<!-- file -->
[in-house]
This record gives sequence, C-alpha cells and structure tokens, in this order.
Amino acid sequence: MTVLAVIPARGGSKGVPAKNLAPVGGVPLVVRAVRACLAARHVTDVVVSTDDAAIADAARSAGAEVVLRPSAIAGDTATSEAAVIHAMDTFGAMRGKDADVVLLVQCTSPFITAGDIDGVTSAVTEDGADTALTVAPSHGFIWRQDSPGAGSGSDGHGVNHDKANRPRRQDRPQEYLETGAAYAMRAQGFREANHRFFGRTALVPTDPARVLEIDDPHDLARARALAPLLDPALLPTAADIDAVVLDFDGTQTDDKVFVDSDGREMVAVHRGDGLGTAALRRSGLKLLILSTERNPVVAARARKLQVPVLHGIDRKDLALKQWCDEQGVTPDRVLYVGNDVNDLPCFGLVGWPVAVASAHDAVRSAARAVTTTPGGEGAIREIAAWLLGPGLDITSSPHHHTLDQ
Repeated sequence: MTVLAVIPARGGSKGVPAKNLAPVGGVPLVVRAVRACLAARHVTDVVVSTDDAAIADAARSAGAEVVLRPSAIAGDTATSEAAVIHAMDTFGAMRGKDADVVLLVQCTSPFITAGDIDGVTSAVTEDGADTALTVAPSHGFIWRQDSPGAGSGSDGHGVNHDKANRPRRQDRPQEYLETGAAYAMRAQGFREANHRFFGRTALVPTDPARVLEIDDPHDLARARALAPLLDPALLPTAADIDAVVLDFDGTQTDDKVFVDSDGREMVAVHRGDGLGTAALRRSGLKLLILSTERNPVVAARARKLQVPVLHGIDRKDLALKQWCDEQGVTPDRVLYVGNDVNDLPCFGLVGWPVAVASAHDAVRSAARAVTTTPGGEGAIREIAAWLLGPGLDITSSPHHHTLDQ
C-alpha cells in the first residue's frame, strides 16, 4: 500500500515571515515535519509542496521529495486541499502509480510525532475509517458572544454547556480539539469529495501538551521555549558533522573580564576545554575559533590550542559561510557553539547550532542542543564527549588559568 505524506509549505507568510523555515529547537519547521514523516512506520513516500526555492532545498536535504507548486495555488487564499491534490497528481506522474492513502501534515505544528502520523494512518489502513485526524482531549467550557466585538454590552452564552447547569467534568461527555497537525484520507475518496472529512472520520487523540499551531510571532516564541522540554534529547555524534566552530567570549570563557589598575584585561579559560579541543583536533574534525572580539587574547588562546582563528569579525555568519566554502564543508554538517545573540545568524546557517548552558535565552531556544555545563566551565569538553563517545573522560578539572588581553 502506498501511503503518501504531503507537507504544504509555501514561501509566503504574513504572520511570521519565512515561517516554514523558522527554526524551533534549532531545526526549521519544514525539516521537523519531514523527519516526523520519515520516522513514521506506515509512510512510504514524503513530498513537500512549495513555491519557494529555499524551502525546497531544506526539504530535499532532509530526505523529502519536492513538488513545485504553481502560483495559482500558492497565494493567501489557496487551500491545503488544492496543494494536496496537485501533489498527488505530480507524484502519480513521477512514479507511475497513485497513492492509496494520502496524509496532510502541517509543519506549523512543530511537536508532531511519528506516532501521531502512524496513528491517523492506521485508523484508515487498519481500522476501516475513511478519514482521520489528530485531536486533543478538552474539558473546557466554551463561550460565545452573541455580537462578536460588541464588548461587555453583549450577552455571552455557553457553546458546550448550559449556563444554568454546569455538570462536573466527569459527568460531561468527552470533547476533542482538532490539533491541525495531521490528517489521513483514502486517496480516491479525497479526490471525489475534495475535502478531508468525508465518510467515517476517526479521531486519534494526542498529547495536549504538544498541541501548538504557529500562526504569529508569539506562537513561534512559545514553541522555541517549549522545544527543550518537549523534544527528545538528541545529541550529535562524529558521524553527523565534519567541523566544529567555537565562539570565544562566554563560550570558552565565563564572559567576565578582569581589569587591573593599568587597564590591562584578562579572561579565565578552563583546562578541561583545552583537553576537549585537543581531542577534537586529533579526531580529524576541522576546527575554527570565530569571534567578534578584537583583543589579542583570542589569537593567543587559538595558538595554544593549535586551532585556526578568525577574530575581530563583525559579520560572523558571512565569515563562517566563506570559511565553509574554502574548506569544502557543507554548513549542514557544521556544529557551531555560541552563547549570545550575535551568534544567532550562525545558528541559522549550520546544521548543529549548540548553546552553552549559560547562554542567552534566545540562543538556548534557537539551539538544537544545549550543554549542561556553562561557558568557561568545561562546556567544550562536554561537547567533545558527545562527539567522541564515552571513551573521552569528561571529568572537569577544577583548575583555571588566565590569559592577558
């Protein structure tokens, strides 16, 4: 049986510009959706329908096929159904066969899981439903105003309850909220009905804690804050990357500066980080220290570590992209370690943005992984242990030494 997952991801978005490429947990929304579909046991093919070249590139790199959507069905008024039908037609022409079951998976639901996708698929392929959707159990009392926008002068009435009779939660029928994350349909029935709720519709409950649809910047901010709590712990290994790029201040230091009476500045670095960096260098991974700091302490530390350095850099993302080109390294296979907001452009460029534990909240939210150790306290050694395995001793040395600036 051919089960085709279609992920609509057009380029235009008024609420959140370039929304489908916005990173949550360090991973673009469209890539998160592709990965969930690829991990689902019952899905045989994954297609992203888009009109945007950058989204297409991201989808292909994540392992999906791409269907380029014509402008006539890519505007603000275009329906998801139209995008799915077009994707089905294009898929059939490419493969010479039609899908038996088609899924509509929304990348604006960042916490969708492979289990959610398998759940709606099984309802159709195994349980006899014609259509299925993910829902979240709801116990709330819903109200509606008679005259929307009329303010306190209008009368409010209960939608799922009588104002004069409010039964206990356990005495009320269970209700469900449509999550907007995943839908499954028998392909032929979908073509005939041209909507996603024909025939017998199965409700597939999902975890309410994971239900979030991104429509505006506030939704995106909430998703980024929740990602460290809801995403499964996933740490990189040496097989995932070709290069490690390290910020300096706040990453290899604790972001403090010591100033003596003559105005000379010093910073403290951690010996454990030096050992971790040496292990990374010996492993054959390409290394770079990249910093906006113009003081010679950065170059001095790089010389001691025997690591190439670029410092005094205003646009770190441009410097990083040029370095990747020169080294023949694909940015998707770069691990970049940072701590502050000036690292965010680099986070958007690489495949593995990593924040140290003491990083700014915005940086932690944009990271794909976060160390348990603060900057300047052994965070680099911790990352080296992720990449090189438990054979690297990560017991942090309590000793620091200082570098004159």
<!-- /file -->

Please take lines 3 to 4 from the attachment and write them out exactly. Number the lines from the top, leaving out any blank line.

Amino acid sequence: MTVLAVIPARGGSKGVPAKNLAPVGGVPLVVRAVRACLAARHVTDVVVSTDDAAIADAARSAGAEVVLRPSAIAGDTATSEAAVIHAMDTFGAMRGKDADVVLLVQCTSPFITAGDIDGVTSAVTEDGADTALTVAPSHGFIWRQDSPGAGSGSDGHGVNHDKANRPRRQDRPQEYLETGAAYAMRAQGFREANHRFFGRTALVPTDPARVLEIDDPHDLARARALAPLLDPALLPTAADIDAVVLDFDGTQTDDKVFVDSDGREMVAVHRGDGLGTAALRRSGLKLLILSTERNPVVAARARKLQVPVLHGIDRKDLALKQWCDEQGVTPDRVLYVGNDVNDLPCFGLVGWPVAVASAHDAVRSAARAVTTTPGGEGAIREIAAWLLGPGLDITSSPHHHTLDQ
Repeated sequence: MTVLAVIPARGGSKGVPAKNLAPVGGVPLVVRAVRACLAARHVTDVVVSTDDAAIADAARSAGAEVVLRPSAIAGDTATSEAAVIHAMDTFGAMRGKDADVVLLVQCTSPFITAGDIDGVTSAVTEDGADTALTVAPSHGFIWRQDSPGAGSGSDGHGVNHDKANRPRRQDRPQEYLETGAAYAMRAQGFREANHRFFGRTALVPTDPARVLEIDDPHDLARARALAPLLDPALLPTAADIDAVVLDFDGTQTDDKVFVDSDGREMVAVHRGDGLGTAALRRSGLKLLILSTERNPVVAARARKLQVPVLHGIDRKDLALKQWCDEQGVTPDRVLYVGNDVNDLPCFGLVGWPVAVASAHDAVRSAARAVTTTPGGEGAIREIAAWLLGPGLDITSSPHHHTLDQ